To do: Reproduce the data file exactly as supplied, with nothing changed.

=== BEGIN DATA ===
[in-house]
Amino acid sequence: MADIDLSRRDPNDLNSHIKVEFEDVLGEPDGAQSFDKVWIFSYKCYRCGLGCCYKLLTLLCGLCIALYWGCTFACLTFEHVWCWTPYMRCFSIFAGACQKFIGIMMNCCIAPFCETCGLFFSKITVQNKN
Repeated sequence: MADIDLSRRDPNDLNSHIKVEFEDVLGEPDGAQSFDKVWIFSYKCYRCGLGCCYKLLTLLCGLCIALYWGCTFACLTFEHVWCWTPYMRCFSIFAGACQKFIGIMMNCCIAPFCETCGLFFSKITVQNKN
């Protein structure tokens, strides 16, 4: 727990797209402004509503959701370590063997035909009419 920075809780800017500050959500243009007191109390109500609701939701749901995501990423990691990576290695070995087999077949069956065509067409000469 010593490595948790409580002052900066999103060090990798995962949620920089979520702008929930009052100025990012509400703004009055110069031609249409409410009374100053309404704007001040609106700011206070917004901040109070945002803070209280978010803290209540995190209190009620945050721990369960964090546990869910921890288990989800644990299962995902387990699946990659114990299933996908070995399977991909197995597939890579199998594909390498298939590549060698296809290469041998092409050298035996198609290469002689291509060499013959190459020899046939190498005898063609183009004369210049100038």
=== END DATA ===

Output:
[in-house]
Amino acid sequence: MADIDLSRRDPNDLNSHIKVEFEDVLGEPDGAQSFDKVWIFSYKCYRCGLGCCYKLLTLLCGLCIALYWGCTFACLTFEHVWCWTPYMRCFSIFAGACQKFIGIMMNCCIAPFCETCGLFFSKITVQNKN
Repeated sequence: MADIDLSRRDPNDLNSHIKVEFEDVLGEPDGAQSFDKVWIFSYKCYRCGLGCCYKLLTLLCGLCIALYWGCTFACLTFEHVWCWTPYMRCFSIFAGACQKFIGIMMNCCIAPFCETCGLFFSKITVQNKN
């Protein structure tokens, strides 16, 4: 727990797209402004509503959701370590063997035909009419 920075809780800017500050959500243009007191109390109500609701939701749901995501990423990691990576290695070995087999077949069956065509067409000469 010593490595948790409580002052900066999103060090990798995962949620920089979520702008929930009052100025990012509400703004009055110069031609249409409410009374100053309404704007001040609106700011206070917004901040109070945002803070209280978010803290209540995190209190009620945050721990369960964090546990869910921890288990989800644990299962995902387990699946990659114990299933996908070995399977991909197995597939890579199998594909390498298939590549060698296809290469041998092409050298035996198609290469002689291509060499013959190459020899046939190498005898063609183009004369210049100038």